This section briefly describes a few of the many utilities that can help you perform system administration tasks. Read the man/info pages for these utilities to learn more about using them. Some of these utilities are useful to users other than the system administrator.
Changes the login shell for a user. When you call chsh without an argument, you change your own login shell. Superuser can change the shell for any user by calling chsh with that user's username as an argument. When changing a login shell with chsh, you must specify an installed shell that is listed in /etc/shells. OS X rejects entries that are not in this file. Also, you must give the pathname to the shell exactly as it appears in /etc/shells. In the following example, Superuser changes Max's shell to tcsh:
#chsh -s /bin/tcsh max chsh: netinfo domain "." updated
The s option allows you to specify the pathname of the new shell. If you do not specify a new shell, chsh opens an editor showing the account features you are allowed to change. Change the pathname adjacent to Shell:, write the file to disk, and exit from the editor to change the login shell.
Clears the screen. You can also use CONTROL-L from bash to clear the screen. The value of the environment variable TERM (page 913) determines how to clear the screen.
Formats and partitions disks (page 712).
Displays recent system log messages (page 717).
Manipulates disk images; comparable to diskutil.
Sends instructions to launchd. You can use this utility to start system services or change their settings (page 765).
newfs newfs_hfs newfs_msdos
Creates a new filesystem. Each of these utilities builds a a different type of filesystem. The newfs utility builds a UFS filesystem and works on either a hard disk partition or a floppy diskette. The following command builds a UFS filesystem on the device at /dev/disk0s3:
# newfs /dev/dsk0s3
Substitute the pathname of the device you want to create the filesystem on for /dev/disk0s3. Use newfs_hfs to create an HFS filesystem and newfs_msdos to create an MS-DOS filesystem. The following command creates an MS-DOS filesystem on the device at /dev/disk1s7:
# newfs_msdos /dev/disk1s7
Although these utilities accept various options and arguments, none are required. The diskutil utility (page 712) offers a different interface to the same functionality.
Sends packets to a remote system. This utility determines whether you can reach a remote system through the network and the time it takes to exchange messages with the remote system. Refer to "ping: Tests a Network Connection" on page 405.
reset (link to tset)
Resets terminal characteristics. The value of the environment variable TERM (page 913) determines how to reset the screen. The kill and interrupt characters are set to their default values and character echo is turned on. The reset utility is useful for restoring the screen to a sane state after it has been corrupted. Similar to an stty sane command.
Displays and alters kernel variables. You can alter some kernel options and limits by modifying variables using this utility. For more information see page 858.
A shell builtin that specifies the mask that the system uses to set access permissions when you create a file. See umask on page 883 for more information.
Displays information about the system. Without any arguments, uname displays the name of the operating system (Darwin). Giving uname a a (all) option causes it to display the operating system name, the hostname, the version number and release date of the operating system, and other information:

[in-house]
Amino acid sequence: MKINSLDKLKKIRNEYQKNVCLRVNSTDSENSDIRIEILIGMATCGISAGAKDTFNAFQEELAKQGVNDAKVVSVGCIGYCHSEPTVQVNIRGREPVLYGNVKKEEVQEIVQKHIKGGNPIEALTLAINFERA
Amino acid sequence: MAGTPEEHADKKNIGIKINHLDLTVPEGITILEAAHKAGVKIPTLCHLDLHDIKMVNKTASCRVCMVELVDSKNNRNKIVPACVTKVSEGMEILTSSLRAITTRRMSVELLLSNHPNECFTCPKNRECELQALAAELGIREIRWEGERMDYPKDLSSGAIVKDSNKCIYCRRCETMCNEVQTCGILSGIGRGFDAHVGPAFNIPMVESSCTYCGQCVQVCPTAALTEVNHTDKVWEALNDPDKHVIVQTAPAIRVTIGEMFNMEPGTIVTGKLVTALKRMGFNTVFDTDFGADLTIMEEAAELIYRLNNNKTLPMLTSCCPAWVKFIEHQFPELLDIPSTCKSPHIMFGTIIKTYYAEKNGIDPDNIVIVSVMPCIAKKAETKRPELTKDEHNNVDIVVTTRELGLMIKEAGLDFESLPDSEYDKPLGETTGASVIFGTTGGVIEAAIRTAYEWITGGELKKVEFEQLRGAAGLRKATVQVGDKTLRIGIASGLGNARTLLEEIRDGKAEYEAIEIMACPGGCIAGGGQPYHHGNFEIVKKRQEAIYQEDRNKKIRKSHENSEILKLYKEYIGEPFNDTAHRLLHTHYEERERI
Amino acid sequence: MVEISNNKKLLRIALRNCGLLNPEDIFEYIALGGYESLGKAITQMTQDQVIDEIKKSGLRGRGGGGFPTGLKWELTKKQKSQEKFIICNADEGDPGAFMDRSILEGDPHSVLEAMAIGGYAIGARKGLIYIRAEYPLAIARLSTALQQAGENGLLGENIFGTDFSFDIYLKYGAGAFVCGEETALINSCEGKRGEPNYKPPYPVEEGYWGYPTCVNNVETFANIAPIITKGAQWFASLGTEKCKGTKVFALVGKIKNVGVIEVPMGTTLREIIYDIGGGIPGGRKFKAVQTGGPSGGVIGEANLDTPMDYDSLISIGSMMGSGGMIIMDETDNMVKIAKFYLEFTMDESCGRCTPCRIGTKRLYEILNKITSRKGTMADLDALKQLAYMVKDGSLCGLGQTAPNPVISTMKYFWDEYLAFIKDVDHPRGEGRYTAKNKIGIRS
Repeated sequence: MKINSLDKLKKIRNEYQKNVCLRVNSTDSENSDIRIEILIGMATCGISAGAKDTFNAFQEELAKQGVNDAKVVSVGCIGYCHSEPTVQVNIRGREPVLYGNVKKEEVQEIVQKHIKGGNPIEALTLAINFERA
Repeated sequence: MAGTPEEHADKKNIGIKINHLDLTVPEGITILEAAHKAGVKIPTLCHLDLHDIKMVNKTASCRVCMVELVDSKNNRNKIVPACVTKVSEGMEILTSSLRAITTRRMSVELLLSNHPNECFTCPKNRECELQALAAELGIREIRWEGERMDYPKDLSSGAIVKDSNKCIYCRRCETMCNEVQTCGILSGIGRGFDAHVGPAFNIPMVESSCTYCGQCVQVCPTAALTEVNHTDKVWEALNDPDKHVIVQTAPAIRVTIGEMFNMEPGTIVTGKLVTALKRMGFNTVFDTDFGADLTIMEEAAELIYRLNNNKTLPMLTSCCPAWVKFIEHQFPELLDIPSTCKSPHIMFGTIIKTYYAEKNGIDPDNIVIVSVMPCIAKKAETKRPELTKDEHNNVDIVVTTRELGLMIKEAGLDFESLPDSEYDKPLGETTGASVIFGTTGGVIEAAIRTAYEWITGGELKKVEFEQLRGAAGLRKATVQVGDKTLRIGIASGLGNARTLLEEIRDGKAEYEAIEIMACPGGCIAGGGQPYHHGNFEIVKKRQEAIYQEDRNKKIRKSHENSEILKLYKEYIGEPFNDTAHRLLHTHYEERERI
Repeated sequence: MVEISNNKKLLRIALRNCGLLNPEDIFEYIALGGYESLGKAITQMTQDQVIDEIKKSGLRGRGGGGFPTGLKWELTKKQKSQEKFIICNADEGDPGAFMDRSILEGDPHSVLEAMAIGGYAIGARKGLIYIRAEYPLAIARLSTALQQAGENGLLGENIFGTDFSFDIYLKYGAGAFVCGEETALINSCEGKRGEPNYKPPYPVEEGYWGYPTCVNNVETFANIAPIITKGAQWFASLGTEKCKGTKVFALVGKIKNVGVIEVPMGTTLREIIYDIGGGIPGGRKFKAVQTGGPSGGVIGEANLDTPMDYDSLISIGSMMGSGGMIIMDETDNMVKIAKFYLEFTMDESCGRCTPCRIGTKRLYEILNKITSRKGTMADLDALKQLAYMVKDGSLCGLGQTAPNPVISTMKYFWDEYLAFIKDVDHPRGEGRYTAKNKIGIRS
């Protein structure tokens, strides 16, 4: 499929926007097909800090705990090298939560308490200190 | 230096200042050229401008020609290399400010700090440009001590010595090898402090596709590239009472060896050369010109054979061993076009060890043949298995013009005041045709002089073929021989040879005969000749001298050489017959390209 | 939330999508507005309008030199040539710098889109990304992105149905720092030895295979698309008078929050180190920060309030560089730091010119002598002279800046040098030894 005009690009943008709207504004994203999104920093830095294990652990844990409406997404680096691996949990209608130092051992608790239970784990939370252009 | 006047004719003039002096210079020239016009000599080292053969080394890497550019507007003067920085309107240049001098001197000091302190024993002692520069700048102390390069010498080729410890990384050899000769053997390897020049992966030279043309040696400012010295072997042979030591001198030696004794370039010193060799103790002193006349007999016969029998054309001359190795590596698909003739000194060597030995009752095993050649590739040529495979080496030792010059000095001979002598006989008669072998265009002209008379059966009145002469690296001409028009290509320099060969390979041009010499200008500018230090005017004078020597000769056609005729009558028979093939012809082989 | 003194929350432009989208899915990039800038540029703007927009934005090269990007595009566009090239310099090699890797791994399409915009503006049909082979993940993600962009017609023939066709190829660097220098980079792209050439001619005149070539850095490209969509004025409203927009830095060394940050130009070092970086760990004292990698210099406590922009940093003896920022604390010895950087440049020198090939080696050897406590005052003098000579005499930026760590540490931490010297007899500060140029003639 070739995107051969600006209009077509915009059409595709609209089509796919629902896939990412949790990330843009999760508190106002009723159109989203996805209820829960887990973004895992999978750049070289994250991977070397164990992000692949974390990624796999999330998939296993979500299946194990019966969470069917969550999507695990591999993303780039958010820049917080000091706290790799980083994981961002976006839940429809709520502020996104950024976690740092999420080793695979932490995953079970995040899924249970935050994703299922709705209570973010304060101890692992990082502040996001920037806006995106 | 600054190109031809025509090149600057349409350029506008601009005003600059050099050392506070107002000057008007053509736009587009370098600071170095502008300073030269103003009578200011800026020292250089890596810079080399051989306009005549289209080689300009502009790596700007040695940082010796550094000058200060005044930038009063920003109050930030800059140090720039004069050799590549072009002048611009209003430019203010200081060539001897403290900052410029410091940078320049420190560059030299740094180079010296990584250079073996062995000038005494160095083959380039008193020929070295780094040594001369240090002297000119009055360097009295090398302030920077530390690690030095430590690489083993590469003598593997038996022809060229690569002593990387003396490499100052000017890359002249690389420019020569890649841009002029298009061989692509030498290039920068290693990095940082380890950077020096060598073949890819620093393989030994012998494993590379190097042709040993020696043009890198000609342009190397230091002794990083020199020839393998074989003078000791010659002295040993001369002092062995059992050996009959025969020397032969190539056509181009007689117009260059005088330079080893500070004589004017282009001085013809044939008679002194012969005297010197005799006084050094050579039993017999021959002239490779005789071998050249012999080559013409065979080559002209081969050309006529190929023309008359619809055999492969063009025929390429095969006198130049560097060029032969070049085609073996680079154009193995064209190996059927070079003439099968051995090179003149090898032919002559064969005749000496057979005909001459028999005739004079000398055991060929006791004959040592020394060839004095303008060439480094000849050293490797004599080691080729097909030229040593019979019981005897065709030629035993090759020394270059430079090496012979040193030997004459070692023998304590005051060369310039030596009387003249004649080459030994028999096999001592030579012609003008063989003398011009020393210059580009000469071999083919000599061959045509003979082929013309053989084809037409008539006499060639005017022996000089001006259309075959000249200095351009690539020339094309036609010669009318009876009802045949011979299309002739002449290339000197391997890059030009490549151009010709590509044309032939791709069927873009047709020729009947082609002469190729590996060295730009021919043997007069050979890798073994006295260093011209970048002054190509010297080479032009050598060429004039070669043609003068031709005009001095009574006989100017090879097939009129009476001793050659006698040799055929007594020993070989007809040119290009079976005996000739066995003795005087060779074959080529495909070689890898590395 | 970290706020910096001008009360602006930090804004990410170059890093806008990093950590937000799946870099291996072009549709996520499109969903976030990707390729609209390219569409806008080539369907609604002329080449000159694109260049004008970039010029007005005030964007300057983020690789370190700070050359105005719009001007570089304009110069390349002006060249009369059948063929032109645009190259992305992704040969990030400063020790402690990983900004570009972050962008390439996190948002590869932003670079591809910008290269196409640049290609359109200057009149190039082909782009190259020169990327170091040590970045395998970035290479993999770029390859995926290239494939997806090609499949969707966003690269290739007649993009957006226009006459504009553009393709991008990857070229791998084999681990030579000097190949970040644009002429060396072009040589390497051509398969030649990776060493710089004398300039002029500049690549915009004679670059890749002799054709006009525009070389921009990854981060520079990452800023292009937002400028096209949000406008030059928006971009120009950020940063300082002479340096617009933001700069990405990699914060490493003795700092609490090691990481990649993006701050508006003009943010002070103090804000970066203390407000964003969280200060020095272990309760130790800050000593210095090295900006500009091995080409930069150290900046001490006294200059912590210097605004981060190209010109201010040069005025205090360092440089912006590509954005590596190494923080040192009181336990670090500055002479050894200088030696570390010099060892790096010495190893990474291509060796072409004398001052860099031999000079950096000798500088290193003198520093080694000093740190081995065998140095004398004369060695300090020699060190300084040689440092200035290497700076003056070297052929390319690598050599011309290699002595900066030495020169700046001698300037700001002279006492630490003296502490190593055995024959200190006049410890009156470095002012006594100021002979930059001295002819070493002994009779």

# uname a Darwin localhost 8.0.0 Darwin Kernel Version 8.0.0: Sun Feb 13 18:22:16 PST 2005; root:xnu- 756.2.obj~2/RELEASE_PPC Power Macintosh powerpc
The rpcinfo utility can display information about programs registered with portmap and can make RPC calls to programs to see if they are alive. For more information on portmap, refer to "RPC Network Services" on page 417. The rpcinfo utility takes the following options and arguments:
rpcinfo p [host] rpcinfo [n port] u \ t host program [version] rpcinfo b \ d program version
probe Lists all RPC programs registered with portmap on host or on the local system if host is not specified.
(port) number With t or u, uses port port in place of the port number specified by portmap.
UDP Makes a UDP RPC call to version (if specified) of program on host and reports whether there was a response.
TCP Makes a TCP RPC call to version (if specified) of program on host and reports whether there was a response.
broadcast Makes an RPC broadcast to version of program and lists hosts that respond.
delete Removes local RPC registration for version of program. Can be used by Superuser only.
Give the following command to see which RPC programs are registered with the portmap daemon on the system named peach:
$ /usr/sbin/rpcinfo -p peach program vers proto port 100000 2 tcp 111 portmapper 100000 2 udp 111 portmapper 100024 1 udp 32768 status 100024 1 tcp 32768 status 100021 1 udp 32769 nlockmgr 100021 3 udp 32769 nlockmgr ...
Use the u option to display a list of versions of a daemon, such as ypserv, registered on a remote system (peach):
$ /usr/sbin/rpcinfo -u peach ypserv program 100004 version 1 ready and waiting program 100004 version 2 ready and waiting
Specify localhost to display a list of versions of a daemon registered on the local system:
$ /usr/sbin/rpcinfo -u localhost nfs program 100003 version 2 ready and waiting program 100003 version 3 ready and waiting
The portmap daemon is not needed for Apple's native file-sharing protocols. It is started automatically if you enable a service that uses it, such as NFS. Otherwise, it is not started.
Tip: Set the clocks
The portmap daemon relies on the client's and the server's clocks being synchronized. A simple DoS attack (page 931) can be initiated by setting the server's clock to the wrong time.